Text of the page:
The way you go your lover will pursue.
Then, in a flying posture wildly plac'd,
And daring from that height himself to cast,
The wretch fell headlong, and the ground bestrew'd
With broken bones, and stains of guilty blood.
The Story of The Muse yet spoke; when they began to hear
the Pierides A noise of wings that flutter'd in the air;
And strait a voice, from some high-spreading bough,
Seem'd to salute the company below.
The Goddess wonder'd, and inquir'd from whence
That tongue was heard, that spoke so plainly sense
(It seem'd to her a human voice to be,
But prov'd a bird's; for in a shady tree
Nine magpies perch'd lament their alter'd state,
And, what they hear, are skilful to repeat).
The sister to the wondring Goddess said,
These, foil'd by us, by us were thus repaid.
These did Evippe of Paeonia bring
With nine hard labour-pangs to Pella's king.
The foolish virgins of their number proud,
And puff'd with praises of the senseless crowd,
Thro' all Achaia, and th' Aemonian plains
Defy'd us thus, to match their artless strains;
No more, ye Thespian girls, your notes repeat,
Nor with false harmony the vulgar cheat;
In voice or skill, if you with us will vye,
As many we, in voice or skill will try.
Surrender you to us, if we excell,
Fam'd Aganippe, and Medusa's well.
The conquest yours, your prize from us shall be
The Aemathian plains to snowy Paeone;
The nymphs our judges. To dispute the field,
We thought a shame; but greater shame to yield.
On seats of living stone the sisters sit,
And by the rivers swear to judge aright.
The Song of Then rises one of the presumptuous throng,
the Pierides Steps rudely forth, and first begins the song;
With vain address describes the giants' wars,
And to the Gods their fabled acts prefers.
She sings, from Earth's dark womb how Typhon rose,
And struck with mortal fear his heav'nly foes.
How the Gods fled to Egypt's slimy soil,
And hid their heads beneath the banks of Nile:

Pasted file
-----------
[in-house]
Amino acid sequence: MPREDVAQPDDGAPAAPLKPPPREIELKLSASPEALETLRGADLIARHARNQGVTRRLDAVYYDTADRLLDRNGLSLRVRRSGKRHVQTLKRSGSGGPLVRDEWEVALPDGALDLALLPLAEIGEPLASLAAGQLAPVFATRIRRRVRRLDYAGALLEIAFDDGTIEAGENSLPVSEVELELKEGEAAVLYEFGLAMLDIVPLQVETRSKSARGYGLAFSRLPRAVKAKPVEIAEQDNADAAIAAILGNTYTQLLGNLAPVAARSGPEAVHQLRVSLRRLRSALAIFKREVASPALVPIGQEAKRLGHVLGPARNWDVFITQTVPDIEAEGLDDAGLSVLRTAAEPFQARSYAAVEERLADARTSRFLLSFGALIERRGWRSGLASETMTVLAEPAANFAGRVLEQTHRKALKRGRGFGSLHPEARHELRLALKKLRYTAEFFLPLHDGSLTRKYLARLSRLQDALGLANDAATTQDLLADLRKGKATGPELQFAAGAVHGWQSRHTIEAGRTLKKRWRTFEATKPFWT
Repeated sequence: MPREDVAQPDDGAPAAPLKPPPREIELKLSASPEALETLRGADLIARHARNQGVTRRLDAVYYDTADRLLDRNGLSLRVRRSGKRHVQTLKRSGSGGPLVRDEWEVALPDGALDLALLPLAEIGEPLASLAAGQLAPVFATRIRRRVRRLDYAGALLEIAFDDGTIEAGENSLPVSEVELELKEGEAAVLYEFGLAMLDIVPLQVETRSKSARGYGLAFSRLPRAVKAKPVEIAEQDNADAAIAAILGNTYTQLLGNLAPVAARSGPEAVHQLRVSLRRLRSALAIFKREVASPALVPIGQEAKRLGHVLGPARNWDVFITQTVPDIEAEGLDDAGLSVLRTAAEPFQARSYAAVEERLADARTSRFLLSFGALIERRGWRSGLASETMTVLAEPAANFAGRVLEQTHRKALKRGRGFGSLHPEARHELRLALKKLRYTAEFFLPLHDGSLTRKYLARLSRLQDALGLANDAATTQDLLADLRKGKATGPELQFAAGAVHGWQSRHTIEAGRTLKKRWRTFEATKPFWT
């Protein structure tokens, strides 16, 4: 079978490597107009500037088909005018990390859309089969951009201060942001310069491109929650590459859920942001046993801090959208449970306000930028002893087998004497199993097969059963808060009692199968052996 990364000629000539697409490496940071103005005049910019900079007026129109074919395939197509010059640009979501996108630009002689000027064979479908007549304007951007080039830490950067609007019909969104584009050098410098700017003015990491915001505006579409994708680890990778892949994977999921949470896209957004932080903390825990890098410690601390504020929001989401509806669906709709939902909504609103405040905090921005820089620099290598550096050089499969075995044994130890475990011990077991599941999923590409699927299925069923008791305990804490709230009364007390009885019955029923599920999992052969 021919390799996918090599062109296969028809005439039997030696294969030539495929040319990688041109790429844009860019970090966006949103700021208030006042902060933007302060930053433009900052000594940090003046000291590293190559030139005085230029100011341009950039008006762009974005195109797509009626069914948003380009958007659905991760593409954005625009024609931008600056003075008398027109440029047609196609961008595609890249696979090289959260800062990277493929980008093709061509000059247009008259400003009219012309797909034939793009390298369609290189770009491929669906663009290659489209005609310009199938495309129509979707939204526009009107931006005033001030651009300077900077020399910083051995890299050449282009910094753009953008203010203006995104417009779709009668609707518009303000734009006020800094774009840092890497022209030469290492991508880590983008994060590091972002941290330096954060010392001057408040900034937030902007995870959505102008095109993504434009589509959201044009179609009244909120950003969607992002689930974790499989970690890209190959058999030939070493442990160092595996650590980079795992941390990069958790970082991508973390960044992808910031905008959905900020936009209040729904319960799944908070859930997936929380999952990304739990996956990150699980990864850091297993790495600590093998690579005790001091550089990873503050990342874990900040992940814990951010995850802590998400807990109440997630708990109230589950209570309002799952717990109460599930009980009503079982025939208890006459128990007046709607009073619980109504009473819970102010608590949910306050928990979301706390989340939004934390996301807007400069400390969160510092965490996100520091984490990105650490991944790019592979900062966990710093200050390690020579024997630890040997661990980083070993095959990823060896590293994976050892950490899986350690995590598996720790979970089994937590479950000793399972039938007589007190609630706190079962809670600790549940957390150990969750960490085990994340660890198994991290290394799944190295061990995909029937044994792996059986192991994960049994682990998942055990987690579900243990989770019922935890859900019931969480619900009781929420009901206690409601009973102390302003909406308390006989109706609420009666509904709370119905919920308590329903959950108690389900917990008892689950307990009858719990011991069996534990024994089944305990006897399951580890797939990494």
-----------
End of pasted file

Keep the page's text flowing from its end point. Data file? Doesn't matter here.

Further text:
How Typhon, from the conquer'd skies, pursu'd
Their routed godheads to the sev'n-mouth'd flood;
Forc'd every God, his fury to escape,
Some beastly form to take, or earthly shape.
Jove (so she sung) was chang'd into a ram,
From whence the horns of Libyan Ammon came.
Bacchus a goat, Apollo was a crow,
Phaebe a cat; die wife of Jove a cow,
Whose hue was whiter than the falling snow.
Mercury to a nasty Ibis turn'd,
The change obscene, afraid of Typhon, mourn'd;
While Venus from a fish protection craves,
And once more plunges in her native waves.
She sung, and to her harp her voice apply'd;
Then us again to match her they defy'd.
But our poor song, perhaps, for you to hear,
Nor leisure serves, nor is it worth your ear.
That causeless doubt remove, O Muse rehearse,
The Goddess cry'd, your ever-grateful verse.
Beneath a chequer'd shade she takes her seat,
And bids the sister her whole song repeat.
The sister thus: Calliope we chose
For the performance. The sweet virgin rose,
With ivy crown'd she tunes her golden strings,
And to her harp this composition sings.
The Song of First Ceres taught the lab'ring hind to plow
the Muses The pregnant Earth, and quickning seed to sow.
She first for Man did wholsome food provide,
And with just laws the wicked world supply'd:
All good from her deriv'd, to her belong
The grateful tributes of the Muse's song.
Her more than worthy of our verse we deem,
Oh! were our verse more worthy of the theme.
Jove on the giant fair Trinacria hurl'd,
And with one bolt reveng'd his starry world.
Beneath her burning hills Tiphaeus lies,